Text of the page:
When a convent of nuns suffered horrific brutalities during World War II, a young woman doctor brought comfort and help.
[Content warning: The following is a story about rape and murder during war time. Reader discretion is advised.]
Wars are black holes of pain. They bring out the most undesirable instincts of human nature, but also produce the purest and bravest souls. This is a dramatic story, but also one of human greatness and feminine solidarity. It is also a story of healing of bodies and souls.
Women are often the main civilian victims in armed conflicts, and rape is one of the most humiliating acts of violence they suffer. Soldiers capable of committing such atrocities against innocent people do not care about who these women are, whether they are wives, young students, or nuns.
In the spring of 1945, as World War II was drawing to a close, the soldiers of the Red Army were retreating from Berlin and heading for home.
On the way, in Poland, far from bringing the peace so desired in those lands, they sowed terror among the civilian population, including women religious.
Rape and murder
A convent of Polish nuns was attacked by a group of Soviet soldiers who systematically raped them for days. Some of them were killed after suffering countless humiliations. Of those who survived, some became pregnant. All of them were forever marked by pain, trauma, and humiliation.
While this was going on, a young French doctor had arrived in Poland. Her name was Madeleine Pauliac. Born in Villeneuve-sur-Lot on September 16, 1912, it was not the first time she had joined the war effort.
For months Pauliac had worked tirelessly at a Paris hospital while participating in various Resistance operations. She helped Allied paratroopers, hid Jews in her home, and even took part in two hundred missions of the Blue Squadron of Red Cross ambulances. At the beginning of 1945 she was one of the most renowned doctors in the French Army, promoted to lieutenant and even received by General Charles de Gaulle.
Pauliac was sent to Moscow on a mission to repatriate French prisoners of war. In May of the same year she was transferred to Warsaw, to a hospital of the French Red Cross.
While she worked tirelessly treating the soldiers before returning to her native France, Pauliac witnessed the chaos that ravaged the Polish capital, where the soldiers of the Russian army were running amok and committing all kinds of outrages.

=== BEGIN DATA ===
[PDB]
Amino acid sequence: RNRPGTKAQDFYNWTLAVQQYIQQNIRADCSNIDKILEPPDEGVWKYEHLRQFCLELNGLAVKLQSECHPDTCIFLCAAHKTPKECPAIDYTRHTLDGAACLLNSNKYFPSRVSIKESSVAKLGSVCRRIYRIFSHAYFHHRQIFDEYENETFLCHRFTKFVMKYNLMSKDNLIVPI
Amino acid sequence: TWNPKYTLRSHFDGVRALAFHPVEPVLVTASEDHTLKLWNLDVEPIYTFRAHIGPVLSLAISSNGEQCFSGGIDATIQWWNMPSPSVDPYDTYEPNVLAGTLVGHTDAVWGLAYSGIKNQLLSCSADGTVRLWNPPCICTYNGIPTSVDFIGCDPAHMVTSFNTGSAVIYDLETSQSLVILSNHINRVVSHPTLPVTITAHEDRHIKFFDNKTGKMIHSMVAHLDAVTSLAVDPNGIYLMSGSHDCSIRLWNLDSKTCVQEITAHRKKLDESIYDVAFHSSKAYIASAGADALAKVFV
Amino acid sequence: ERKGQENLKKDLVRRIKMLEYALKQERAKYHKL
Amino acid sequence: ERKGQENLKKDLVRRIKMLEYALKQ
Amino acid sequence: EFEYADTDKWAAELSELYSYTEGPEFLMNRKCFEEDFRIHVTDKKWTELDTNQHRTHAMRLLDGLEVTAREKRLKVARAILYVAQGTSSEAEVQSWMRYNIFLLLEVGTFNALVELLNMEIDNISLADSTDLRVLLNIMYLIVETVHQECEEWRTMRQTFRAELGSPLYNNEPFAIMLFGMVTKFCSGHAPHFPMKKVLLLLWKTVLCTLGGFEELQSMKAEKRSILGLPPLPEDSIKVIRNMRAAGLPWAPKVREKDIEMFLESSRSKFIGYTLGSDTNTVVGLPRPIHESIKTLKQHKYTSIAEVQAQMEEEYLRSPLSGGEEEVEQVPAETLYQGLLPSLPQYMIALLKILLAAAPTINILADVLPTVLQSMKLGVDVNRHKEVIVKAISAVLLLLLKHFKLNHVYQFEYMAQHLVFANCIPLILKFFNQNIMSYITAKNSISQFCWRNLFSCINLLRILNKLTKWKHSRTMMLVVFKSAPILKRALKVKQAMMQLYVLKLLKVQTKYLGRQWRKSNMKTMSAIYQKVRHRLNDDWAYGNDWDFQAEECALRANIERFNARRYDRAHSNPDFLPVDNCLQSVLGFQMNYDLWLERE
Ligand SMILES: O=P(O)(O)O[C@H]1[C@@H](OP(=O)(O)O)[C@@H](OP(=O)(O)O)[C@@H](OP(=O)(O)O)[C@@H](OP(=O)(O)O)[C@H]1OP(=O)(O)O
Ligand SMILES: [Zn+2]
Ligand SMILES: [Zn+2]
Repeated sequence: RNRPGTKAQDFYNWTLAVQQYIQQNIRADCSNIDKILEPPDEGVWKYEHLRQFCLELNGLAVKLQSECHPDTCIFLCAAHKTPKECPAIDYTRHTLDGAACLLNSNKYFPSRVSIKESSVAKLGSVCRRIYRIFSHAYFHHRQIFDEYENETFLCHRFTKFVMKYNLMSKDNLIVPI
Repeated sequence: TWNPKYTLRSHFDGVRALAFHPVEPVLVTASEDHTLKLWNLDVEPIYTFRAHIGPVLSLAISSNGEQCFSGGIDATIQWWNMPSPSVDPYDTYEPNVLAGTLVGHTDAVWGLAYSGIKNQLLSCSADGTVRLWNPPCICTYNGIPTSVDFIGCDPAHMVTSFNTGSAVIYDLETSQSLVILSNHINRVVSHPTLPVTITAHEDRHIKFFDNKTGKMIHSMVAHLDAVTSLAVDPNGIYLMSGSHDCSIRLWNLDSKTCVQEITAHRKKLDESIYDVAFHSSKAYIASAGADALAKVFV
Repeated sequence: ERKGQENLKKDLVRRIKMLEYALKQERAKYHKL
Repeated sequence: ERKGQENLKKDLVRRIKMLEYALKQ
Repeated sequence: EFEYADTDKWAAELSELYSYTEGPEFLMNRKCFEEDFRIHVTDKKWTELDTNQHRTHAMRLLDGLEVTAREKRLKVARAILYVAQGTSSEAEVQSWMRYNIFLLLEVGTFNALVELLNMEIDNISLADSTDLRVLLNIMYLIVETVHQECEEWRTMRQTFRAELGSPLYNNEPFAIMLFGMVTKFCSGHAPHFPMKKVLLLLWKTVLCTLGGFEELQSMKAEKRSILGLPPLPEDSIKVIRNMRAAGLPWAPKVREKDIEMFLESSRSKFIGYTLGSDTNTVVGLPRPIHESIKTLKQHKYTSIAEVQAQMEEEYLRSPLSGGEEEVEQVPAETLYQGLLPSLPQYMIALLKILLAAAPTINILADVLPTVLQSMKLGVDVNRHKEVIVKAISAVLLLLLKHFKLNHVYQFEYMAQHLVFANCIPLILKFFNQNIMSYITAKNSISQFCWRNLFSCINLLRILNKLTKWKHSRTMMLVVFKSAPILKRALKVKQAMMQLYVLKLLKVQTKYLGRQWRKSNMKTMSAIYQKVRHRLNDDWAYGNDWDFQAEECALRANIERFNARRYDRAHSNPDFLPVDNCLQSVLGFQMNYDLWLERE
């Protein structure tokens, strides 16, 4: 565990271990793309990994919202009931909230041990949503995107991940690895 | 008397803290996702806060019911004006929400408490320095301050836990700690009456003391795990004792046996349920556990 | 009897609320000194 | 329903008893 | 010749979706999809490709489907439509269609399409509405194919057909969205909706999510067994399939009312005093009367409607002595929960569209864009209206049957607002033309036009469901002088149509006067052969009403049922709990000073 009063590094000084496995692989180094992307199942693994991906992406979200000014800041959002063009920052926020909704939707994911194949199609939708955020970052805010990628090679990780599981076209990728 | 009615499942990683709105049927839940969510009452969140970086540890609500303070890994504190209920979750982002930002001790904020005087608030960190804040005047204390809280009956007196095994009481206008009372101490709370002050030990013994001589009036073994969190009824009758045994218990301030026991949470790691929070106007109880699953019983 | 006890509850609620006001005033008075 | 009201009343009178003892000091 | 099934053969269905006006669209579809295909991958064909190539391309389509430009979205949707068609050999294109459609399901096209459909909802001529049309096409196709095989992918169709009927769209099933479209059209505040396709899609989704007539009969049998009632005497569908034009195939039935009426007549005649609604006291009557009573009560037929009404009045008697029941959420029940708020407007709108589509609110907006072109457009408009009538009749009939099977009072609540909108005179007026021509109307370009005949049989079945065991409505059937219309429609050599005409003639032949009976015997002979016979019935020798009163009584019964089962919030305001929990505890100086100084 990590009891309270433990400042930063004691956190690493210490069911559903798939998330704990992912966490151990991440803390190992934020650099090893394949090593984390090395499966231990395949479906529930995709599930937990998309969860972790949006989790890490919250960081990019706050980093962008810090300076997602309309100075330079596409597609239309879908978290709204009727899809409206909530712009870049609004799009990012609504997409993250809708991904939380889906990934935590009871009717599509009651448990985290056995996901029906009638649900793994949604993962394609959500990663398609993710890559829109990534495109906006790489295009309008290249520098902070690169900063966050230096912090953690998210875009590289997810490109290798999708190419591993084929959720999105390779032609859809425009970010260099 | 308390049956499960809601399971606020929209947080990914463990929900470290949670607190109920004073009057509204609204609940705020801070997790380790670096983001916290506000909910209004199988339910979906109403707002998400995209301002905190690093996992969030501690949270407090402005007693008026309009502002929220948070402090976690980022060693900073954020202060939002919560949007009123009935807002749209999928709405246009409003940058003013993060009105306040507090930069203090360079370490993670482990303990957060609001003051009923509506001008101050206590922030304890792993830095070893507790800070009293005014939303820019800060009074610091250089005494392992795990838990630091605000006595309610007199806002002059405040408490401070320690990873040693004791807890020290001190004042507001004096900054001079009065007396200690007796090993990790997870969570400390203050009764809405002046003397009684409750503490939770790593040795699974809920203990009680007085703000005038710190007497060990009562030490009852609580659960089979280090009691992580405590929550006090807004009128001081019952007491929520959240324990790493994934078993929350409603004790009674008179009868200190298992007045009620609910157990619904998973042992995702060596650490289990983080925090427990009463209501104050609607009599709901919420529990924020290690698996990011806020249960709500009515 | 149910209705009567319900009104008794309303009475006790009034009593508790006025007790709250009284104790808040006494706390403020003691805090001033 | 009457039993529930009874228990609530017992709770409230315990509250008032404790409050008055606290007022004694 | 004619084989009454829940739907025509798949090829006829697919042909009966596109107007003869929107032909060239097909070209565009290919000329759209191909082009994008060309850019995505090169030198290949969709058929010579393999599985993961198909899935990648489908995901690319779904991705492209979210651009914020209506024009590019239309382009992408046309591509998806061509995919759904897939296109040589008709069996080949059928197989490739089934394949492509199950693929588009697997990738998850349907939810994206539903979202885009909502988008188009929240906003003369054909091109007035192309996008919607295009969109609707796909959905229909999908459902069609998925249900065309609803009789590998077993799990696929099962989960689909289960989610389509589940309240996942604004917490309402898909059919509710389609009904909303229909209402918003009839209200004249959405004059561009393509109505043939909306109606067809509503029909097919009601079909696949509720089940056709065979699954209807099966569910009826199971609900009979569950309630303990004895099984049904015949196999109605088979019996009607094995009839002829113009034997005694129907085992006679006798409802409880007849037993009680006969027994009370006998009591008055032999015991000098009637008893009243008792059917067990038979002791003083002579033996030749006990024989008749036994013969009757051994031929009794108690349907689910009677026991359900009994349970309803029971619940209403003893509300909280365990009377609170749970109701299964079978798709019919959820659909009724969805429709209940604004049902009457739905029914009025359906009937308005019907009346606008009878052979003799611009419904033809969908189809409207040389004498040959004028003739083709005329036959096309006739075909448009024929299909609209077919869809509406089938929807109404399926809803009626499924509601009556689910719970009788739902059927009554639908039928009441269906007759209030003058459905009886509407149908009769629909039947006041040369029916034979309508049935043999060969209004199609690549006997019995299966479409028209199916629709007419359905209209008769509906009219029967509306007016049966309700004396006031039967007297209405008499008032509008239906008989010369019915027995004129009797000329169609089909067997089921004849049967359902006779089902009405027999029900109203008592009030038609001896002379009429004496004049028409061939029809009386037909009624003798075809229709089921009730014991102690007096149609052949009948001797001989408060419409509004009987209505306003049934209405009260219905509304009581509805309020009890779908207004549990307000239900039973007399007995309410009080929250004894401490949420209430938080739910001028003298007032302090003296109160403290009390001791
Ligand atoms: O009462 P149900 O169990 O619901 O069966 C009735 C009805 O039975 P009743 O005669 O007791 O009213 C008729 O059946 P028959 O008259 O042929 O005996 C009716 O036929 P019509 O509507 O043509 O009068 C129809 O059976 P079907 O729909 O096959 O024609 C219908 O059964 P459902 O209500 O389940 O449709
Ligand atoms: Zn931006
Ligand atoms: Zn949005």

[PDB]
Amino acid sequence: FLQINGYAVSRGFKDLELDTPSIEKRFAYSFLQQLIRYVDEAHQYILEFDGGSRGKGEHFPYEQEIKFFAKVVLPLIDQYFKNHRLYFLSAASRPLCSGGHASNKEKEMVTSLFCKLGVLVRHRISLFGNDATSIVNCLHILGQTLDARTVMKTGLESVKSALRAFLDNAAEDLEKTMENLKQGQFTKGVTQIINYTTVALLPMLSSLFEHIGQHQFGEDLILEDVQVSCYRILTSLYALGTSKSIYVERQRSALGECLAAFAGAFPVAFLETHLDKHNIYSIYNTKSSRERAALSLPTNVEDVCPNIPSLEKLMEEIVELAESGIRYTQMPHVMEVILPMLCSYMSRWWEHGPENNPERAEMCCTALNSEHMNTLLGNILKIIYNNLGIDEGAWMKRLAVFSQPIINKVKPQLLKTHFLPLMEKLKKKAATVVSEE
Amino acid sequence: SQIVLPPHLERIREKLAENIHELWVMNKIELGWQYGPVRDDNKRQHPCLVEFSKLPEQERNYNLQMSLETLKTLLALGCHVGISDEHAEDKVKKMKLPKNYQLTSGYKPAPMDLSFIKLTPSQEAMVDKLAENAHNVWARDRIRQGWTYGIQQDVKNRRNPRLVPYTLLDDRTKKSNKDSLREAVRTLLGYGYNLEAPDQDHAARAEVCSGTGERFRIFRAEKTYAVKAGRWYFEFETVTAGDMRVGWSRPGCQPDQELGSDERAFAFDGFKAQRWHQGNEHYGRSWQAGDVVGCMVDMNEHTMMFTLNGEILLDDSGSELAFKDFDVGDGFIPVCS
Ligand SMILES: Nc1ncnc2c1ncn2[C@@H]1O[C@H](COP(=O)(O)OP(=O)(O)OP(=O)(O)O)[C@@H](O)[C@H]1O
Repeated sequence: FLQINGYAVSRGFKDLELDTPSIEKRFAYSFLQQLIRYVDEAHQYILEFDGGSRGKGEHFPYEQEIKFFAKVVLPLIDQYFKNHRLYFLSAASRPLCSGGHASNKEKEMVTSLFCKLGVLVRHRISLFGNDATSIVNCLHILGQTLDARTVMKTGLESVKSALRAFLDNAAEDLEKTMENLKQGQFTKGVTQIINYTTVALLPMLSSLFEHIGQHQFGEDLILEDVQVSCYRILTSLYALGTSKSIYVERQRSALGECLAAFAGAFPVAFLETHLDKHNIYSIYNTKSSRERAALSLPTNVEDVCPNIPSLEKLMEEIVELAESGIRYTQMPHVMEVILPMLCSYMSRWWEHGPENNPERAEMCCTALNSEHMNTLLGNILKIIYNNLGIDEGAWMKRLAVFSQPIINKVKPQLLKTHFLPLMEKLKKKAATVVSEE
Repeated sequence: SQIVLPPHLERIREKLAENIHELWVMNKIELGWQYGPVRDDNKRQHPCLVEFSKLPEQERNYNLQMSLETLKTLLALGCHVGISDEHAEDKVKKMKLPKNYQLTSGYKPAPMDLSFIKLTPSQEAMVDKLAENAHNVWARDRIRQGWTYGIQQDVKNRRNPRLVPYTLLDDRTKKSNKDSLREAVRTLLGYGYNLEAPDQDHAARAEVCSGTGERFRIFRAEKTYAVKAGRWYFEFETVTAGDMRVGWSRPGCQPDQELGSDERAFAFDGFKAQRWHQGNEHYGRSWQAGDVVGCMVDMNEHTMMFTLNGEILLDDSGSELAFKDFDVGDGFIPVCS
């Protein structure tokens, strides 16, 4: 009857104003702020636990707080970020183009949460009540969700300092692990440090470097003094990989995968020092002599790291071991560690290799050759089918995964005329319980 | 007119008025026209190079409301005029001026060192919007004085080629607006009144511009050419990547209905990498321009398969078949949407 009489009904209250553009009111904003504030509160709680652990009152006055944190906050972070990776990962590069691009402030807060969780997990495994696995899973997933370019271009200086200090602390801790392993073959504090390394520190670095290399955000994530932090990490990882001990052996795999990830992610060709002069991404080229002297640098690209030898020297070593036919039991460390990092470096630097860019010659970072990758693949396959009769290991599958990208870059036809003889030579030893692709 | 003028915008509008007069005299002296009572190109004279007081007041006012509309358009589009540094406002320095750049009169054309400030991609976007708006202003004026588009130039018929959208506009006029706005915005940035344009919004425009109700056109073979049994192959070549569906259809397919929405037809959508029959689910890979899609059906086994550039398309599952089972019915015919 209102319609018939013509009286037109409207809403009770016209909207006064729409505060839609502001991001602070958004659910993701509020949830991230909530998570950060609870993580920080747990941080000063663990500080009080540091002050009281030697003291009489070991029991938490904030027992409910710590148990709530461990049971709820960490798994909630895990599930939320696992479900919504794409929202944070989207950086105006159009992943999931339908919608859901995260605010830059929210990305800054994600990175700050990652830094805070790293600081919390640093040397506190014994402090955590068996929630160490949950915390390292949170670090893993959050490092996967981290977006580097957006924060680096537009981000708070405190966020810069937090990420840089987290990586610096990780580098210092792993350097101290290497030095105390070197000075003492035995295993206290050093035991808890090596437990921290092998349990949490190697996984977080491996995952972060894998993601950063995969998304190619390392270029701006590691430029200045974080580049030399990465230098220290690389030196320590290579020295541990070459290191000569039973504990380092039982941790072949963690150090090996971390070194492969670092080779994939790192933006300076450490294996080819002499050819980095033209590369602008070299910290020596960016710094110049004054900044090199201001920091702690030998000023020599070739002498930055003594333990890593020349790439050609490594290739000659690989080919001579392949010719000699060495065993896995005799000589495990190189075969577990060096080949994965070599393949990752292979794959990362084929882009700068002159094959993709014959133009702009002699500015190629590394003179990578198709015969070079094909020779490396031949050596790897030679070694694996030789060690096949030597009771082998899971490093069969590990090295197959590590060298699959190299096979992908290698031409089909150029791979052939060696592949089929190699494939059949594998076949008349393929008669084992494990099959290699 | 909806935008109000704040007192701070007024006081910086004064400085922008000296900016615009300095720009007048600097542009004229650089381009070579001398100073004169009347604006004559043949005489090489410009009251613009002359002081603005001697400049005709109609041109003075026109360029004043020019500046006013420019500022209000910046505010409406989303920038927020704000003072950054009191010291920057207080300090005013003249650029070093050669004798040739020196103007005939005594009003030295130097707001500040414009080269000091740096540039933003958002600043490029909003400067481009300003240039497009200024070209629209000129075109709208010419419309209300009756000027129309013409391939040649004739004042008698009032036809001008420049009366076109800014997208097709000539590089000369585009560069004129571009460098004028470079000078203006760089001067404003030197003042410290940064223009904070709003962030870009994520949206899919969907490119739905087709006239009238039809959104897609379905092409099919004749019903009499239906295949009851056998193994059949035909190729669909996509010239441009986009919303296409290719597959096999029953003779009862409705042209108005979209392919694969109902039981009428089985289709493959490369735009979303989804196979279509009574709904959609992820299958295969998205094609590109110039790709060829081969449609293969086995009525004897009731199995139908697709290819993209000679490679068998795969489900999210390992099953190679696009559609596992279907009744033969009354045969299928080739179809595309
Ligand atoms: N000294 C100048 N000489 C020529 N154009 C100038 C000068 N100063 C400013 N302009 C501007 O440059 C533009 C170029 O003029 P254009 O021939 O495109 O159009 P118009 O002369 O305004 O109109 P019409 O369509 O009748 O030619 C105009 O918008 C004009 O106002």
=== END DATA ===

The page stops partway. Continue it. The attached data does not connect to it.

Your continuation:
In the face of such terrible pain
Even so, the doctor couldn’t have imagined these soldiers would be capable of what they did to some Benedictine nuns in the area, who contacted her. She was one of the few female medical doctors they could turn to. Pauliac wrote in her diary these terse but harsh words after visiting her convent:
There were 25 of them, 15 were raped and killed by the Russians. The 10 survivors were raped, some 42 times, some 35 or 50 times each … and five of them were pregnant.
Humiliated and brutally abused, the nuns had an unbearable pain in their bodies and souls. Some felt terrible despair.
Those who had become pregnant suffered a terrible cross. Some of them, out of fear or desperation, were even tempted with thoughts of abortion. Dr. Pauliac was much more than a doctor to those wounded women. She listened to them, comforted them, and tried to share their pain in a beautiful act of neighborly love. She did not judge them; she simply stood by them when they needed a glimmer of light in the terrible darkness that had engulfed their home. She also helped to deliver several of their babies.
In addition to attending the sisters whenever she could, Pauliac continued her work at the French hospital in Warsaw and traveled throughout Poland in search of wounded soldiers.
Her heroic work came to an abrupt end on February 13, 1946 when she died in a traffic accident. She was only 34 years old. Her body was repatriated and rests in her hometown. She was posthumously decorated with the Legion of Honor and the French Croix de Guerre.
In 2016, film director Anne Fontaine brought the story of Dr. Madeleine Pauliac and the Polish nuns to the big screen in a moving film called The Innocents.